MATs will soon dominate the school landscape. Let’s make sure they’re up to itby Neil Carmichael / March 14, 2017 / Leave a comment
There has been a significant increase in the number of schools forming or joining multi-academy trusts (MATs). This trend is predicted to continue over the coming years and the government expects that most schools which convert to academy status will join a MAT. But the evidence of their ability to raise pupil performance is limited. While some academies in MATs are high flying, others languish at the bottom of the league tables.
In England, the number of MATs tripled from 394 in 2011 to 1.121 in 2016. While 1,618 academies stand alone, 4,140 are in a trust—one in five of all state-funded schools in England, according to the latest government figures. Schools Minister Lord Nash indicated to the Education Committee that the government expects a tipping point to be reached in five or six years where most schools have converted to academies and joined a MAT.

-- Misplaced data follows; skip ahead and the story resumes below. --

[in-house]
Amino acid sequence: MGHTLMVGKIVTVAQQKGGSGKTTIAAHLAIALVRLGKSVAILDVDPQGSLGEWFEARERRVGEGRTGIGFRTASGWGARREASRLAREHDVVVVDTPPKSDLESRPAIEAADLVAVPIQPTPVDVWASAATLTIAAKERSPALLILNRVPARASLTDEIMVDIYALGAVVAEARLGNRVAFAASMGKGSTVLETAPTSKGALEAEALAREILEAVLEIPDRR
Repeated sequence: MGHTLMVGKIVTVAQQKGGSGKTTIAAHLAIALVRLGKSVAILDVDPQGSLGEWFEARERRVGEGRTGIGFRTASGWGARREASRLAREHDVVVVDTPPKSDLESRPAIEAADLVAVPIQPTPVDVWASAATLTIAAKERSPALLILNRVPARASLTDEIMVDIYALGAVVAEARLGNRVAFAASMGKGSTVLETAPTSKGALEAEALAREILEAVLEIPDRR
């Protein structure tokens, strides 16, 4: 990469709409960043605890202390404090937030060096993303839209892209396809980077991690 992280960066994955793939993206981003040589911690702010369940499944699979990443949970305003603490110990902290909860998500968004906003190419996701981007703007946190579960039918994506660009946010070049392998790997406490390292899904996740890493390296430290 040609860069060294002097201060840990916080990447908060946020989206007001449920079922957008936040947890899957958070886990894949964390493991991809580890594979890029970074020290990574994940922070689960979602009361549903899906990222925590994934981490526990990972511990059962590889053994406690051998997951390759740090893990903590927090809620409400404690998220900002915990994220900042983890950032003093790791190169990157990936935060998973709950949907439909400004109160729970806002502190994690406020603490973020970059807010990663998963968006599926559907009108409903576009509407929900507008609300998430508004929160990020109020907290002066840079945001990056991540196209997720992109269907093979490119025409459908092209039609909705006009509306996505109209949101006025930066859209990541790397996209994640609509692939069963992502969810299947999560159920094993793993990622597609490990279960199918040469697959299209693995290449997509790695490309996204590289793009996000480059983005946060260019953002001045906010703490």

But as we press ahead towards MATs being the dominant model in our education system, questions remain about their performance. Conclusive evidence that trusts are able to achieve high standards across the board is yet to emerge. Analysis published by several organisations and the government shows that some MATs are delivering excellent results and using the model to effectively drive improvement. But a significant number of MATs are failing to improve year on year and are consistently at the bottom of the pile.
This year, the Department for Education’s exam result league tables show that two thirds of MATs had scores that were below average across their secondary schools at Key Stage 4. Just over half of those performed “significantly below” average and some of the largest MATs, including E-ACT and Academies Enterprise Trus…